Communicating safety information to physicians: an examination of dear doctor letters
Meyers Primary Care Institute; Department of Medicine, Division of Geriatric Medicine
Medical Subject Headings
*Correspondence as Topic; Drug Industry; *Drug Labeling; Humans; Pharmaceutical Preparations; *Physician's Practice Patterns; Physicians
Health Services Research | Primary Care
PURPOSE: Recent research suggests that letters to healthcare providers may not effectively communicate safety-related information. This study examined whether content, organization, and formatting of dear doctor letters (DDLs) influences physicians' responses to the letters.
METHODS: Drugs with warning label changes during 2000 and 2001 were identified, and corresponding DDLs were obtained. Letters were coded for content, organization, and formatting. Ten physicians rated letters on presentation, criticalness of the information, and likelihood of changing practice as a result of the letter. Areas of deficiency were identified. The relationships between key characteristics of the letters and physicians' ratings were examined using correlations; reliability of physicians' ratings was estimated using generalizability theory.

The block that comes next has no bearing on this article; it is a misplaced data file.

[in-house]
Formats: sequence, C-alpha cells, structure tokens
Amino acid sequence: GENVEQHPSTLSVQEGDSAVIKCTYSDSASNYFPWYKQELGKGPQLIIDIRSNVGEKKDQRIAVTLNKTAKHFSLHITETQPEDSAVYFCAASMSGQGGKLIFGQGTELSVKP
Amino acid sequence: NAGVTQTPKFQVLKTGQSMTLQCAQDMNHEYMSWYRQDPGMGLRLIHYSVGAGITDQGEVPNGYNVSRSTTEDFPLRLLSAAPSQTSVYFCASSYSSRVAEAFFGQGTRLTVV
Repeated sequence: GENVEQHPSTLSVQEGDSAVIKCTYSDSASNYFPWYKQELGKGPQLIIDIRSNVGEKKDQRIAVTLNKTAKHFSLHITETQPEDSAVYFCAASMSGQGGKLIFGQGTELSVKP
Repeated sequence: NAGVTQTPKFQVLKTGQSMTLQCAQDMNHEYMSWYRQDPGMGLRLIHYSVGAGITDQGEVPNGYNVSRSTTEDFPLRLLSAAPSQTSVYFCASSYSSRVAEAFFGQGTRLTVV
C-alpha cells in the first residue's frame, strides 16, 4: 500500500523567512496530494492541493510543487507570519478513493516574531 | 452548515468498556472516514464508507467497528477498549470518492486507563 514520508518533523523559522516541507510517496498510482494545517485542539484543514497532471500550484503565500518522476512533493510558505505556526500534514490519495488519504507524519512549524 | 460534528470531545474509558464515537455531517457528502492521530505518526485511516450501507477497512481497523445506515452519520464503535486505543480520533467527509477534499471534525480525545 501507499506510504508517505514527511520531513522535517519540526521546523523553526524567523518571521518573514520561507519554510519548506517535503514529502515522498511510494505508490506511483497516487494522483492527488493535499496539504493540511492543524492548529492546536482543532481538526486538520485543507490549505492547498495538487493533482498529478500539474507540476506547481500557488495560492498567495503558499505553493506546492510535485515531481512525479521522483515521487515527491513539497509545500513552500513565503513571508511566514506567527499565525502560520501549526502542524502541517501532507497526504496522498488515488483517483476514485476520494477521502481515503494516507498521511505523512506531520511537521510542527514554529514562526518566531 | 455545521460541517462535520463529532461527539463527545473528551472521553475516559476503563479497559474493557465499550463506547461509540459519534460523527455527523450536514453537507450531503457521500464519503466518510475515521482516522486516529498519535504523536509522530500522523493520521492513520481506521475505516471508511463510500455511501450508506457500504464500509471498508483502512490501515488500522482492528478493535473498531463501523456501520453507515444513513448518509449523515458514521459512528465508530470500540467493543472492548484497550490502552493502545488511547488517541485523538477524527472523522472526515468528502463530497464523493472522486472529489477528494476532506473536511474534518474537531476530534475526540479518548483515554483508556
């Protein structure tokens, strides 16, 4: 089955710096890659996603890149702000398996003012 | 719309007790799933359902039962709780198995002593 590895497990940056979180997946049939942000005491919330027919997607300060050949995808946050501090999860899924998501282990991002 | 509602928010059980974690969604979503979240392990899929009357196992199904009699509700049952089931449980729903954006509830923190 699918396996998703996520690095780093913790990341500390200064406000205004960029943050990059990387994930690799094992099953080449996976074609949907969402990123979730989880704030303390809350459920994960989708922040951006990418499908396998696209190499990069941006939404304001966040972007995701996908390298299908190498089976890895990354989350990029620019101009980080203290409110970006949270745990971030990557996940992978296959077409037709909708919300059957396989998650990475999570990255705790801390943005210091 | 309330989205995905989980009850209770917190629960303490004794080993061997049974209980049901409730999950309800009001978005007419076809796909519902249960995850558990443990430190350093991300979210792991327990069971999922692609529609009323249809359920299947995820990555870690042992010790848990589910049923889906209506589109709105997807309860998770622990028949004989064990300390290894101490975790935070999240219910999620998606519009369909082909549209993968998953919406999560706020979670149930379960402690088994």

RESULTS: For 2000 and 2001, 124 drugs were identified as having had changes to the warning section of the label; DDLs were sent in 32 (25.8%) instances. Letters varied in terms of the placement of key information, use of formatting, and length. Physicians' ratings suggested 25% of the letters were deficient in clarity, 28% in readability, 36% in the ratio of relevant information to supporting information, 36% in key information easily discernable, and 28% in overall effectiveness of communication. Letters with formatting highlighting key information were preferred. Letter length and placement of key information were not correlated with physicians' ratings.
CONCLUSIONS: Many DDLs do not communicate labeling changes clearly and effectively. If DDLs are used to communicate safety information to physicians, special formatting and explicit wording should be used to emphasize new information.
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Citation: Pharmacoepidemiol Drug Saf. 2005 Dec;14(12):869-75. Link to article on publisher's site